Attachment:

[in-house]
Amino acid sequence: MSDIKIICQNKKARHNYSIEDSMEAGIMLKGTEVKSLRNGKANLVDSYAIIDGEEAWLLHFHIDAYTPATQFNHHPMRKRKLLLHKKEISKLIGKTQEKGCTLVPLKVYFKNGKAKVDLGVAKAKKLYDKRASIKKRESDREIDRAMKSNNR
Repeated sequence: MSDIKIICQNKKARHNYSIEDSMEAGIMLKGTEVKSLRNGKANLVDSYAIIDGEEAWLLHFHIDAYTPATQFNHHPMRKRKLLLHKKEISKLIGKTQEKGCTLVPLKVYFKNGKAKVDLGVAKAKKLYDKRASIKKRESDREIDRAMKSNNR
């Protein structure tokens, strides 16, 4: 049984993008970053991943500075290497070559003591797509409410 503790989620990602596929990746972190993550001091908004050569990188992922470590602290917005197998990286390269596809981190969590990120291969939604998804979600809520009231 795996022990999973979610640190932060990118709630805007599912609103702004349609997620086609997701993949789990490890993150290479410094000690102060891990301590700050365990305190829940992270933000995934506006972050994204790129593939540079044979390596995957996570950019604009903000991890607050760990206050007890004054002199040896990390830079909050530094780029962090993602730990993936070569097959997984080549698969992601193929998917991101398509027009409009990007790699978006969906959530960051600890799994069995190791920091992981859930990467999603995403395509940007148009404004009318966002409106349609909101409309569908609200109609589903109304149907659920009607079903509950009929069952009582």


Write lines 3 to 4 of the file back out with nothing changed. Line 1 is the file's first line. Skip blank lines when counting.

Repeated sequence: MSDIKIICQNKKARHNYSIEDSMEAGIMLKGTEVKSLRNGKANLVDSYAIIDGEEAWLLHFHIDAYTPATQFNHHPMRKRKLLLHKKEISKLIGKTQEKGCTLVPLKVYFKNGKAKVDLGVAKAKKLYDKRASIKKRESDREIDRAMKSNNR
């Protein structure tokens, strides 16, 4: 049984993008970053991943500075290497070559003591797509409410 503790989620990602596929990746972190993550001091908004050569990188992922470590602290917005197998990286390269596809981190969590990120291969939604998804979600809520009231 795996022990999973979610640190932060990118709630805007599912609103702004349609997620086609997701993949789990490890993150290479410094000690102060891990301590700050365990305190829940992270933000995934506006972050994204790129593939540079044979390596995957996570950019604009903000991890607050760990206050007890004054002199040896990390830079909050530094780029962090993602730990993936070569097959997984080549698969992601193929998917991101398509027009409009990007790699978006969906959530960051600890799994069995190791920091992981859930990467999603995403395509940007148009404004009318966002409106349609909101409309569908609200109609589903109304149907659920009607079903509950009929069952009582």